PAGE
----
Oct 11, 2017

Posted by Admin

Cybercrime: a solid defense can be the best attack

What’s a financial planner doing talking about cybercrime? While we typically focus on financial risk management, cybercrime is certainly a risk we encourage our clients – especially business owners – to be aware of too. To remix the old military saying that an army marches on its stomachs (if you disable supplies then the troops will falter), it could be said that modern businesses march on their data management.

While there are a lot of very advanced approaches you can implement, it’s important to remember defense against the basics first.

How cybercrime really works

Which basics am I talking about?

  • Making sure devices and intellectual property are physically secure – all staff should lock computer screens when leaving for breaks, keep servers and backups in a locked/separate location
  • Keeping passwords and networks secure. We assume nobody is guilty of reusing “Password123”, but the bigger, less-spoken-of sin is reusing passwords at all or not changing them. If you do reuse them, then once one login is compromised then all logins are if they’re using the same or similar passwords. If you use a shared login between multiple employees, consider when an employee leaves as a good time to change the password. Businesses are statistically most likely to be victims of crimes by disgruntled current and ex-employees so this is a simple thing to avoid. What would happen if a competitor bribed a former staff member for your server login? You’d be in for A Very Bad Day, no doubt.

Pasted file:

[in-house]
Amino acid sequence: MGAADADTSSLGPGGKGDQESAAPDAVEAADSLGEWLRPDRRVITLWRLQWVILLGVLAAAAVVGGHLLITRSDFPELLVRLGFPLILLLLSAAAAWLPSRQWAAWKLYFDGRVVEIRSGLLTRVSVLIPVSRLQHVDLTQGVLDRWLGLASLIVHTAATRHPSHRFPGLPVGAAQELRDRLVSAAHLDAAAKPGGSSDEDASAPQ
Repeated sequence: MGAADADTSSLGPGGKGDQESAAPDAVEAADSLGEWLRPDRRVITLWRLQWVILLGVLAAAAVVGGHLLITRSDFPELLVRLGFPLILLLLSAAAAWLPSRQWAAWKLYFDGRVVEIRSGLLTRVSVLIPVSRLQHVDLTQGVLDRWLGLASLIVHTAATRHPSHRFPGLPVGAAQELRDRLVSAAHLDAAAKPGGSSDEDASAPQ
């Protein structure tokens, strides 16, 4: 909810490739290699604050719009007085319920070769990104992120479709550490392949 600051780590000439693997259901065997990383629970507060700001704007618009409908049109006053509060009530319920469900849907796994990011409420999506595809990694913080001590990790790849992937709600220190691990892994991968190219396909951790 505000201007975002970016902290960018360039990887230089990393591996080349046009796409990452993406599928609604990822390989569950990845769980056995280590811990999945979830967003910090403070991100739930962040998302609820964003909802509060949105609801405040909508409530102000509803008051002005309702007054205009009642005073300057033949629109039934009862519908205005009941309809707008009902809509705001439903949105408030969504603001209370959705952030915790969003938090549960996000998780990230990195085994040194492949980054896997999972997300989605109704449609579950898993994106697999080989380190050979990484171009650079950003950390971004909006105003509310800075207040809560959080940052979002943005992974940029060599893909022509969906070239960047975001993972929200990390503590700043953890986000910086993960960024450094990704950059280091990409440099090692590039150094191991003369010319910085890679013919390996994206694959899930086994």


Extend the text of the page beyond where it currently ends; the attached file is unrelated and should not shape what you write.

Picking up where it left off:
• Control traffic and storage. Got wifi? Secure and restrict access to it. Use cloud services and backups? Know how those companies protect and encrypt your information.
  • Establish risk controls and protocols. New staff induction should include some intro training on best-practices within your business. You should also have a response plan ready in the unfortunate situation of a risk event occurring.

In practice, the main attacks to be vigilant against are:

  • online scams. That unknown exotic foreign lover suggesting you meet up probably doesn’t have sincere intentions,
  • identity fraud – especially easy over phone and email so keep your and your clients’ personally-identifying information secure!
  • malware and ransomware – usually sneaks in with a compromised file/webpage you download or open so make sure to visit trusted sites and keep antivirus software up to date,
  • phishing – especially effective when a fraudster pretends to be contacting you from a bank or government department and asks for your personal details. If you don’t trust a caller, ask for the department they’re calling from and look up the organisation and tell them you’ll call them back after contacting their main contact line.

So while it’s easy to be impatient when, for example, calling to ask a question about your accounts and being asked to identify yourself, please remember that it’s just one thing businesses should be doing to keep your information secure.

Oh, and one last tip: hover your computer cursor over a link before clicking it to read the outbound link and make sure it matches up with what’s being talked about.

If you want to learn more on this topic, the Australian Government’s “Stay Smart Online” site is full of more information.

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